The start of the high school football playoffs had Hahnville coach Nick Saltaformaggio thinking of a different sport.
“My favorite race in track is the 110-meter hurdles, not the 110 meters,” Saltaformaggio said. “It’s my favorite race because the guy that wins that has battled through obstacles; it wasn’t a clear lane from start to finish.
“Unlike the regular season, the playoffs are a sprint, but it’s the hurdles, not the 100. So, we will handle some hurdles again Friday night. The bus ride will be a hurdle; just the general distraction of a Friday not being in a school. We are a routine program. We do everything the same way. Our practices are the same. The way we talk to the kids, it’s the same. Everything we do is a routine and we will be off of our routine Friday. That’s a hurdle we will have to handle.”
After defeating Denham Springs 42-21 last week in the opening round of the Class 5A playoffs, the hurdles for Hahnville get a bit higher as the Tigers, the No. 10 seed, travel to north Louisiana to take on Ruston, the No. 9 seed.
The Bearcats went 7-2 in the regular season with their losses being to powers Acadiana and West Monroe. Ruston is coming off a 35-25 opening-round triumph over East St. John.
Ruston utilizes two quarterbacks in the physically smaller Eric Outley and C.J. Willis. In an ironic twist, Outley reminds Saltaformaggio of ESJ quarterback Dasmain Crosby and Willis of one of his own players, the coach said.
“ “Watching them on film, Outley reminded us of the East St. John quarterback and their No. 4 (C.J. Willis) reminds us of our 4 (Jha’Quan Jackson),” the Hahnville coach said.
Both of Ruston’s quarterbacks are adept at running the quarterback counter, according to Saltaformaggio.
“Any quarterback run game has been a little difficult for us. We really will have to focus in on the quarterback run game,” Saltaformaggio said.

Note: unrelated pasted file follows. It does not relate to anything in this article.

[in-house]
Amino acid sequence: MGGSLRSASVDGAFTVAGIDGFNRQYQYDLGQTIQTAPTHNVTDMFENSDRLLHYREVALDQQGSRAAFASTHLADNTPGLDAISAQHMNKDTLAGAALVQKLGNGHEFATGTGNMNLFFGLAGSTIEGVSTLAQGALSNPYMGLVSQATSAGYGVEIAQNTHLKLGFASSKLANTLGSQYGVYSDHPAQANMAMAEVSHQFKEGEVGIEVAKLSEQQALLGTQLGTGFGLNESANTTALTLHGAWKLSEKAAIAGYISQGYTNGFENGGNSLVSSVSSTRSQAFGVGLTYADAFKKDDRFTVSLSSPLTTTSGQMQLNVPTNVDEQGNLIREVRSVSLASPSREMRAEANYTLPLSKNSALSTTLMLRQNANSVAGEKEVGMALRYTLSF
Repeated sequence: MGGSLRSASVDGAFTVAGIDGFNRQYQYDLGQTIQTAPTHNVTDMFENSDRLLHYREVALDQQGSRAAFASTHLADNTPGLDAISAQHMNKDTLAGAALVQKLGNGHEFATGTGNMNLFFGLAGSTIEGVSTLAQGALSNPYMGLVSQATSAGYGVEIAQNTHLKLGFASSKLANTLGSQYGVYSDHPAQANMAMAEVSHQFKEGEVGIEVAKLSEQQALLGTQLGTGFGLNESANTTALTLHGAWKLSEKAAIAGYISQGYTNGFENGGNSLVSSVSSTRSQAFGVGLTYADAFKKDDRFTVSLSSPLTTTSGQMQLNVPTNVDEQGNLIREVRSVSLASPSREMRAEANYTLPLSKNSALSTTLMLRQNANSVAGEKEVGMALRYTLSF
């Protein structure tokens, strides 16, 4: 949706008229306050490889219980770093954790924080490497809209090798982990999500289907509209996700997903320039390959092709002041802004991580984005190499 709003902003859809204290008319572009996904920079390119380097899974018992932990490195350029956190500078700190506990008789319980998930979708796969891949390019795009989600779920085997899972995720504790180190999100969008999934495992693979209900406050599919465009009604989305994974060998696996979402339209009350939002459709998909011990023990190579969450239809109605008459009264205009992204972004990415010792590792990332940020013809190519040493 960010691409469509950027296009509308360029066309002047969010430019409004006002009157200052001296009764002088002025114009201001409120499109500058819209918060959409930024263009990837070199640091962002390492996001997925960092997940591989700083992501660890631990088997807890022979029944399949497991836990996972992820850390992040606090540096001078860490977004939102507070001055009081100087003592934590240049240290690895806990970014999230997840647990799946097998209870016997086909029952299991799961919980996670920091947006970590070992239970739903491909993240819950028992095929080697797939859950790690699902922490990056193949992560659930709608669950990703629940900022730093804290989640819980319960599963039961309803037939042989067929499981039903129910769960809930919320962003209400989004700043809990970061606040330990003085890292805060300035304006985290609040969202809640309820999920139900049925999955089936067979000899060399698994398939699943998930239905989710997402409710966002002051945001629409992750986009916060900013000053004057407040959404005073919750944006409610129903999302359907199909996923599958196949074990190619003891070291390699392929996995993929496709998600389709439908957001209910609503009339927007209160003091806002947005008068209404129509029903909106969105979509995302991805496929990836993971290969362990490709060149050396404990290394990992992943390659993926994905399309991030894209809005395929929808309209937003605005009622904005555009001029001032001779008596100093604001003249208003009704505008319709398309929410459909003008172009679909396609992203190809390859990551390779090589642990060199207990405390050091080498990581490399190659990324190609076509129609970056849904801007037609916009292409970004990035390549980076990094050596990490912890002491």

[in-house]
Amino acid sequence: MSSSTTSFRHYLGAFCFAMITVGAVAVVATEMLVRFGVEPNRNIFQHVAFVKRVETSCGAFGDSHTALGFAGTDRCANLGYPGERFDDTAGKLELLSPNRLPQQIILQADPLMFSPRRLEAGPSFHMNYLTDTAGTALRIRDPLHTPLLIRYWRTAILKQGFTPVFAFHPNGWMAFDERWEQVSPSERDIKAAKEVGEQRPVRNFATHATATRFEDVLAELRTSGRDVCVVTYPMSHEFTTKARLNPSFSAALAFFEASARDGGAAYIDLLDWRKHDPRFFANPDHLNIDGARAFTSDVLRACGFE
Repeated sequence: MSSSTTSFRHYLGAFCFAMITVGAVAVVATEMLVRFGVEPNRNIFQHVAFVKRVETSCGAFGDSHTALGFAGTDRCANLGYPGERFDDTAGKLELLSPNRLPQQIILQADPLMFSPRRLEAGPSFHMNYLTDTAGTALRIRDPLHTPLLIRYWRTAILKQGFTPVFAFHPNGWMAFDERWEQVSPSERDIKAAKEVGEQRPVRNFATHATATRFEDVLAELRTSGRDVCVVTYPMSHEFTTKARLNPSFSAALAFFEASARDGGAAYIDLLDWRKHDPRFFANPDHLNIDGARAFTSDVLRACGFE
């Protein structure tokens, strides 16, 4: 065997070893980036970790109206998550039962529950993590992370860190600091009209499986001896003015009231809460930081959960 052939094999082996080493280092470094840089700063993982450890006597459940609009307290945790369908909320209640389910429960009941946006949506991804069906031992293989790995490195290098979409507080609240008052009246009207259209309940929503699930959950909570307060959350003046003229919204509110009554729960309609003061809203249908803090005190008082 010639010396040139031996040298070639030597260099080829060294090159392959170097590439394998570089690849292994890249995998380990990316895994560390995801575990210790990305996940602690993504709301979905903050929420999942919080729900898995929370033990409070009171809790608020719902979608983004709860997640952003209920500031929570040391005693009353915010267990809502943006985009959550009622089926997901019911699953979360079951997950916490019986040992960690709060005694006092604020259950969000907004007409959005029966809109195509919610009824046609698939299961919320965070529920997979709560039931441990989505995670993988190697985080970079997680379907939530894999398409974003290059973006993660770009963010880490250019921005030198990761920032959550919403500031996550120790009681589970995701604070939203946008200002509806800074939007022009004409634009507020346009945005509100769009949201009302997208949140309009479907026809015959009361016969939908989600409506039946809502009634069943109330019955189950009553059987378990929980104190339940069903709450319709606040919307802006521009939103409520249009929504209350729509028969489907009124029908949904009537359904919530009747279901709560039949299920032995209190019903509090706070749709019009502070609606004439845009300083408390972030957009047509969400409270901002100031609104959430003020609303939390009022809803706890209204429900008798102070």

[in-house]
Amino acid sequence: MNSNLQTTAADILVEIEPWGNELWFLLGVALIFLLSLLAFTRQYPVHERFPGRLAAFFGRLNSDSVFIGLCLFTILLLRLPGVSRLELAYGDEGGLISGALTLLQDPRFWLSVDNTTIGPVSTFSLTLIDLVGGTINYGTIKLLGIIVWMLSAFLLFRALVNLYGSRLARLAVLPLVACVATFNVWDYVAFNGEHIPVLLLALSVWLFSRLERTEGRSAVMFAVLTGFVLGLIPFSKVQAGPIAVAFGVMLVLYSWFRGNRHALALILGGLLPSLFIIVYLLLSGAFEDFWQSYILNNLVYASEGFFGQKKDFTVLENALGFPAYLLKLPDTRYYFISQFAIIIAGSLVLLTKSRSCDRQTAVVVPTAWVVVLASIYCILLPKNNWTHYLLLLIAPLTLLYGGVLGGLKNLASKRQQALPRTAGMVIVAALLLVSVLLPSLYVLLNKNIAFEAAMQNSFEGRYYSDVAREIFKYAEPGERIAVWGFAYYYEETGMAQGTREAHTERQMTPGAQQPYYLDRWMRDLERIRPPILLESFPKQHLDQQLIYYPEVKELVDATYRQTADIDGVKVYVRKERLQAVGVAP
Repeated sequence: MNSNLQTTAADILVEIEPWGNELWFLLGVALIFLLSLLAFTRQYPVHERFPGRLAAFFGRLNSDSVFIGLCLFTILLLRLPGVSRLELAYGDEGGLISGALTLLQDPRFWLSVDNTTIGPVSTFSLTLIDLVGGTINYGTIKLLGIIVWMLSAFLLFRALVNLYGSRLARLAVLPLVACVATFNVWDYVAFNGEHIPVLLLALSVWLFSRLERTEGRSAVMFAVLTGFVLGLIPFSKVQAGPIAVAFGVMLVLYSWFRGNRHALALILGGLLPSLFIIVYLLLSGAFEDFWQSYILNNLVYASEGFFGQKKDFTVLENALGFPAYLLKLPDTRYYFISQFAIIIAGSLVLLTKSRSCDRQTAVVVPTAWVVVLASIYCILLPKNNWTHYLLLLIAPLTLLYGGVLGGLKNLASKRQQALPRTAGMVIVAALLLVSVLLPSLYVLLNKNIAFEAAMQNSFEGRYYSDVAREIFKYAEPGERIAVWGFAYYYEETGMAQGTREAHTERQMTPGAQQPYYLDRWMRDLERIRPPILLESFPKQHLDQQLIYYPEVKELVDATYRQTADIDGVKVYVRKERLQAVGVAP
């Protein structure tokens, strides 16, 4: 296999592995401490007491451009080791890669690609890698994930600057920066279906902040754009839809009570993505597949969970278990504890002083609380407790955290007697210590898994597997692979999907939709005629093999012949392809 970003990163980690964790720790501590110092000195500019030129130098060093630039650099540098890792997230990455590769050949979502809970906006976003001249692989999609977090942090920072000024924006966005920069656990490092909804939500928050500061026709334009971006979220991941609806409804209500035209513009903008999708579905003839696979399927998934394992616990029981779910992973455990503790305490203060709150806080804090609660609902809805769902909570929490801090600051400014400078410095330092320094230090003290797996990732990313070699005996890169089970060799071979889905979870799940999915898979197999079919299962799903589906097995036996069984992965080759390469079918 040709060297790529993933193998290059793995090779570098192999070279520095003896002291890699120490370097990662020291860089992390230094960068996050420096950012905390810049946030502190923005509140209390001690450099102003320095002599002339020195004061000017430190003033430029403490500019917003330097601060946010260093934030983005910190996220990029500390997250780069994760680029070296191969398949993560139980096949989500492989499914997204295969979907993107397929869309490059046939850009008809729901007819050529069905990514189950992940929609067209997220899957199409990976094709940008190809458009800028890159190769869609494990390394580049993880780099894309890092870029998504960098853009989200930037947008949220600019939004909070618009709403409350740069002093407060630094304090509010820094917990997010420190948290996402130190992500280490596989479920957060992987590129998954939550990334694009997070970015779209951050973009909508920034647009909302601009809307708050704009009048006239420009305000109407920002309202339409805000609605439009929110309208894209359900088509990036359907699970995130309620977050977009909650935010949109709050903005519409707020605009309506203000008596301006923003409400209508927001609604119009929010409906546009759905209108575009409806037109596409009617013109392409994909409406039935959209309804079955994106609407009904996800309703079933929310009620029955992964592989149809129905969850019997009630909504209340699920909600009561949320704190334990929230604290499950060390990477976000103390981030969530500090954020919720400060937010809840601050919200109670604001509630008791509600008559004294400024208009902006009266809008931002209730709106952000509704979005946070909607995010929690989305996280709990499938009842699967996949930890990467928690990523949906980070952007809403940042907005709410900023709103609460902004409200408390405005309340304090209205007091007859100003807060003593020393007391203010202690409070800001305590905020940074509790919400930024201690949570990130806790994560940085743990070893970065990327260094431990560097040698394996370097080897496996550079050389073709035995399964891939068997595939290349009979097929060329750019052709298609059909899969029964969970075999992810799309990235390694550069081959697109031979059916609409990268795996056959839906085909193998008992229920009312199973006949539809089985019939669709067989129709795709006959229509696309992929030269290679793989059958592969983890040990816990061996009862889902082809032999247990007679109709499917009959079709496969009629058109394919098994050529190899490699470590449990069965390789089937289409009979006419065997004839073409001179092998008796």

If Outley or Willis is not running the ball, they generally are handing it off to Deandre Marcus, a Louisiana Tech commitment.
“He’s kind of built along the lines of our Termon Nash, maybe a little bigger,” said Saltaformaggio.
The Bearcats also will take defender Tahjmalik Samuel and put him in the backfield.
“What they will do is they will take Tahjmalik Samuel, who is an exceptional defensive player for them, and they will play him at fullback, kind of like what we do with John Pearsall,” Saltaformaggio said.
While the Hahnville coach continually noticed similarities between the two teams, he also pointed out one glaring difference.
“The big difference is we have ‘Pooka’ and they don’t. That, so far, has been a big difference, in a lot of games,” said Saltaformaggio, referring to running back Anthony Williams, who is coming off a 305-yard rushing performance against Denham Springs.
The top receiving threat for Ruston is Donald Johnson, a Grambling commitment.
“They are not great at throwing the ball as far as scheme is concerned. It’s kind of like we saw with Denham but they are athletic at receiver. We had some breakdowns with our corners last week. That’s a concern for me,” Saltaformaggio said.
The Bearcats also boast a big tight end in Ray Parker at 6-foot-5, 280 pounds.
Defensively, Ruston is based out of a 4-2-5.
“I think like everybody else, when we put a tight end in the game and a fullback in the game, they will give us a little bit of that Bear look – bring the ninth guy up to the line of scrimmage and man us up on the outside – we are not overly explosive at receiver. But that plays in our hands. When we do get the crease and ‘Pooka’ gets to the second level, there’s nobody there, so it’s a touchdown. Hopefully, that script continues to play out as we advance in the playoffs,” Saltaformaggio said.
Along the playing fullback, the athletic Samuel also is a fixture on defense for the Bearcats.
“Samuel is an exceptional football player. He plays defensive end. Sometimes they put him at (middle) linebacker,” Saltaformaggio said.
The majority of Hahnville’s games in the regular season were decided by halftime but Saltaformaggio said he doesn’t expect that to be the case Friday night.
“It definitely will be a fourth-quarter game. I don’t think we will be like we’ve been in the last eight weeks, going into the fourth quarter in control handily. That’s what it will come down to; how will we handle that?” the Hahnville coach rhetorically asked.